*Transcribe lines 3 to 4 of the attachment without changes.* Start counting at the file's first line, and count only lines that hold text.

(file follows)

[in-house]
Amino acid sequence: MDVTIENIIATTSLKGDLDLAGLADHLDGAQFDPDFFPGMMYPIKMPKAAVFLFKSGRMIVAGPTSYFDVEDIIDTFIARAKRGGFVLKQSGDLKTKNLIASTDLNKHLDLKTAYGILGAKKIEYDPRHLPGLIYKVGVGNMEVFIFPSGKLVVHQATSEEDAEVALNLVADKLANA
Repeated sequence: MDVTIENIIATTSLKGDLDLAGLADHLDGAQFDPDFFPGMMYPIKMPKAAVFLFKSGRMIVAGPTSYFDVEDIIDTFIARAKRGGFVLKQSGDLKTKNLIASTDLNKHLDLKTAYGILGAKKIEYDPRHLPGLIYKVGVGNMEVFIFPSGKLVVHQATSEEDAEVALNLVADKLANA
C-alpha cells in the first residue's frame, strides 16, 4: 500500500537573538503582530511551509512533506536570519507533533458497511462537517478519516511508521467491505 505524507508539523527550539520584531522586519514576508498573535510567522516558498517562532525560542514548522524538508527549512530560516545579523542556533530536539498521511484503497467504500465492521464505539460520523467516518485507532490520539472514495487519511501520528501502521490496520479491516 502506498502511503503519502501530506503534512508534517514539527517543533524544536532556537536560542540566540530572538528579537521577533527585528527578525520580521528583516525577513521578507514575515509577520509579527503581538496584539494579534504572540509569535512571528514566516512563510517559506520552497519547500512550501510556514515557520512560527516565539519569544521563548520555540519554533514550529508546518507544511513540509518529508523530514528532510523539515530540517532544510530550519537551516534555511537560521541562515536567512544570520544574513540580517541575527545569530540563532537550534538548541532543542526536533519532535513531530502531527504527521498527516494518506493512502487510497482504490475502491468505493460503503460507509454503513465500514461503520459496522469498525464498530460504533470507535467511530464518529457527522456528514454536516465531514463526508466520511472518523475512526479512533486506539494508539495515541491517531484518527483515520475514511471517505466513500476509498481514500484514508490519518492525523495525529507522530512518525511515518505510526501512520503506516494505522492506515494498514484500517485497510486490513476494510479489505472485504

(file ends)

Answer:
Repeated sequence: MDVTIENIIATTSLKGDLDLAGLADHLDGAQFDPDFFPGMMYPIKMPKAAVFLFKSGRMIVAGPTSYFDVEDIIDTFIARAKRGGFVLKQSGDLKTKNLIASTDLNKHLDLKTAYGILGAKKIEYDPRHLPGLIYKVGVGNMEVFIFPSGKLVVHQATSEEDAEVALNLVADKLANA
C-alpha cells in the first residue's frame, strides 16, 4: 500500500537573538503582530511551509512533506536570519507533533458497511462537517478519516511508521467491505 505524507508539523527550539520584531522586519514576508498573535510567522516558498517562532525560542514548522524538508527549512530560516545579523542556533530536539498521511484503497467504500465492521464505539460520523467516518485507532490520539472514495487519511501520528501502521490496520479491516 502506498502511503503519502501530506503534512508534517514539527517543533524544536532556537536560542540566540530572538528579537521577533527585528527578525520580521528583516525577513521578507514575515509577520509579527503581538496584539494579534504572540509569535512571528514566516512563510517559506520552497519547500512550501510556514515557520512560527516565539519569544521563548520555540519554533514550529508546518507544511513540509518529508523530514528532510523539515530540517532544510530550519537551516534555511537560521541562515536567512544570520544574513540580517541575527545569530540563532537550534538548541532543542526536533519532535513531530502531527504527521498527516494518506493512502487510497482504490475502491468505493460503503460507509454503513465500514461503520459496522469498525464498530460504533470507535467511530464518529457527522456528514454536516465531514463526508466520511472518523475512526479512533486506539494508539495515541491517531484518527483515520475514511471517505466513500476509498481514500484514508490519518492525523495525529507522530512518525511515518505510526501512520503506516494505522492506515494498514484500517485497510486490513476494510479489505472485504